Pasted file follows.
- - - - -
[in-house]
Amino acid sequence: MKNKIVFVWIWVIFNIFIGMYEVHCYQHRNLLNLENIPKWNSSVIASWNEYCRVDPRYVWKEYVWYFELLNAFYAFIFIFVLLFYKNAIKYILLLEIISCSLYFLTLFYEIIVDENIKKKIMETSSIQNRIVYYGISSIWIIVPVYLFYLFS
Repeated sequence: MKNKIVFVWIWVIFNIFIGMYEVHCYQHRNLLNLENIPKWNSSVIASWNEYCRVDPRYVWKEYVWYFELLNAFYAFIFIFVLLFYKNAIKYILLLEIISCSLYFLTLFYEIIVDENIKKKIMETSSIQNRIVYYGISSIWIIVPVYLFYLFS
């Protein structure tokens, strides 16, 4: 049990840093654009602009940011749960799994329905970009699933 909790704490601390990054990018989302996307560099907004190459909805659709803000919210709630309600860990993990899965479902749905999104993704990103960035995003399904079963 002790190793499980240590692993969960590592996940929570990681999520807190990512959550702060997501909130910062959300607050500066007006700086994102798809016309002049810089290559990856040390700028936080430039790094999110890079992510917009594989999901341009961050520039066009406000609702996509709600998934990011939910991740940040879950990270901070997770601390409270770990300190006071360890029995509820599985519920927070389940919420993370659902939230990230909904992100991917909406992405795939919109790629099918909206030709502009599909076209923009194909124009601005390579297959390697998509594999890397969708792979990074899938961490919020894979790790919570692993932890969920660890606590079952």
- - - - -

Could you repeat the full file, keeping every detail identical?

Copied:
[in-house]
Amino acid sequence: MKNKIVFVWIWVIFNIFIGMYEVHCYQHRNLLNLENIPKWNSSVIASWNEYCRVDPRYVWKEYVWYFELLNAFYAFIFIFVLLFYKNAIKYILLLEIISCSLYFLTLFYEIIVDENIKKKIMETSSIQNRIVYYGISSIWIIVPVYLFYLFS
Repeated sequence: MKNKIVFVWIWVIFNIFIGMYEVHCYQHRNLLNLENIPKWNSSVIASWNEYCRVDPRYVWKEYVWYFELLNAFYAFIFIFVLLFYKNAIKYILLLEIISCSLYFLTLFYEIIVDENIKKKIMETSSIQNRIVYYGISSIWIIVPVYLFYLFS
């Protein structure tokens, strides 16, 4: 049990840093654009602009940011749960799994329905970009699933 909790704490601390990054990018989302996307560099907004190459909805659709803000919210709630309600860990993990899965479902749905999104993704990103960035995003399904079963 002790190793499980240590692993969960590592996940929570990681999520807190990512959550702060997501909130910062959300607050500066007006700086994102798809016309002049810089290559990856040390700028936080430039790094999110890079992510917009594989999901341009961050520039066009406000609702996509709600998934990011939910991740940040879950990270901070997770601390409270770990300190006071360890029995509820599985519920927070389940919420993370659902939230990230909904992100991917909406992405795939919109790629099918909206030709502009599909076209923009194909124009601005390579297959390697998509594999890397969708792979990074899938961490919020894979790790919570692993932890969920660890606590079952």